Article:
During a recent team meeting some of my agents who work with our buyer clients said they are hearing rumors about a real estate bubble bursting, just like in 2007 and 2008. Their clients were asking about it and if they should wait to buy. Yes, prices are rising and at times it may feel like a bubble that is about to burst, but you need to look at all angles before making that judgment. Real estate is a great investment. Renting is essentially throwing your money away and paying for the landlord’s mortgage. There is risk with any investment and research is key. I decided to write this blog to show you what I am seeing in the market place as well my own real estate investing experience, you can be the judge for yourself 🙂
I decided to do some research on one of my own properties that I own to give you a concrete example why you should always believe in real estate as a great long term investment. I own a rental home on the West Hill in Auburn. It is an average split level home built in 1983, 4 bedrooms, 2.5 bathrooms and 2500 square feet.
I bought it in 2001 for the price of $220,000
2006: $320,000 – height of market before the fall of major recession
2008: $275,000 – the recession
2020: $475,000 – current value as of the fall
You can see how the market fluctuates over the years, but real estate in the long run will always be a good investment, especially around Seattle. Here is a part of a great article I read from Realtor.com last August, it explains why we aren’t seeing another housing bubble like we did in 2007/2008, even during a pandemic.
Why won't we see another Great Recession-era housing bubble?
Published by Realtor.com – August 2020
The sky-high prices of 2020 are being driven by an influx of buyers bidding up prices on a historically low number of homes on the market. Until more properties come online, that dynamic is unlikely to change.
The Great Recession had the opposite problem: There were many more homes available than qualified buyers.
In the aftermath of the housing bust, it's become harder for buyers without good jobs and strong credit to score mortgages. This weeds out riskier borrowers. And unlike the last go-around, when builders were erecting residences at what seemed like a break-neck pace, the under-building of the last few years has exacerbated the housing shortage.
Even if the economy doesn't improve by next year and a vast swath of Americans remain unemployed, we are not likely to see the flood of foreclosures that characterized the housing crash, partly because government protections could be extended.
"It doesn't feel at all like last time, when the market was getting all pumped up by easy mortgage credit," says Mark Zandi, chief economist of Moody's Analytics.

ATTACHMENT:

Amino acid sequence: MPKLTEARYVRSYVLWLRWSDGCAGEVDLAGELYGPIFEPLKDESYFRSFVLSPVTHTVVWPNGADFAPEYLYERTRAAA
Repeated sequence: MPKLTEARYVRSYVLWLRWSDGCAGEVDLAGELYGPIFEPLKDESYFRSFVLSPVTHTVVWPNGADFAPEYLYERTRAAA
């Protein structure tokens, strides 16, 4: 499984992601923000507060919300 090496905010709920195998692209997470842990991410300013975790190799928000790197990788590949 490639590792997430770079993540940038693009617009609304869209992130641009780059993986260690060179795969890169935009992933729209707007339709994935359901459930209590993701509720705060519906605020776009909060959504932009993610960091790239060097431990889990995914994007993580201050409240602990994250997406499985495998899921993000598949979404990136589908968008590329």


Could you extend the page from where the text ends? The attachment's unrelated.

The housing bubble burst in 2007/2008 was driven by too much supply and not enough demand. We have the opposite problem right now. If you include low interest rates into the mix, it will continue to be a healthy market.
I also found this recent article that I thought was interesting especially in the post 2020 election era.
Is Seattle a good investment these days with all the turmoil?
Published by Norada Real Estate Investments – October 4th, 2020
Seattle has long been a second-tier technology hub, bolstered by companies like Boeing, Amazon, F5, and Real Networks. Seattle’s strong tech ecosystem has led to a number of startups choosing to start here, but more importantly, many tech giants are setting up “outposts” here. They’re moving jobs to Seattle so they can afford to expand or simply afford to remain in business. The influx of new high paying jobs plus relocating employees to Seattle is driving demand for homes in Seattle.
Over the past 10 years, Amazon has grown more than tenfold in the city of Seattle, from about 4,000 employees in its hometown to over 45,000. During the same time, the median home price in the city has shot up from $420,000 to $720,000 (according to the Northwest MLS) and home prices in the metro area as a whole have gone up 47 percent. Between 2008 and 2018, over 535,000 homes have sold in the entire Seattle metro area. For comparison, that’s 41 percent more than in the similarly-sized San Diego metro area.
Much of this growth in the local housing market can likely be attributed to growth at Amazon. The Seattle real estate market shares many of the constraints that drove up real estate prices in San Francisco. You can’t realistically build on water. It is hard to build in the mountains. You can build up, but that takes time and is expensive. And all the while, everyone wants to live close to the city center and jobs. This helps keep property values in the Seattle housing market high.
The areas around Seattle and the Eastside like Renton, Kent, Fairwood & Maple Valley in the south and Bothel, Kenmore, Woodenville & Lynwood in the north have seen an influx of new buyers. These suburbs are more affordable and when you can work remotely, you can live anywhere!
Ok, none of us have a crystal ball here, but I have firsthand experience of not only being in the real estate business for 25 years, but I am also a homeowner and investor who lived through the last recession and housing bubble. The prices will continue to rise in our area, most industry experts agree on this. Now is a great time to buy with low interest rates, in many cases you can own a home for what you are currently paying in rent! Contact our team and let’s talk numbers, we want to be your guide to homeownership in 2020 and beyond!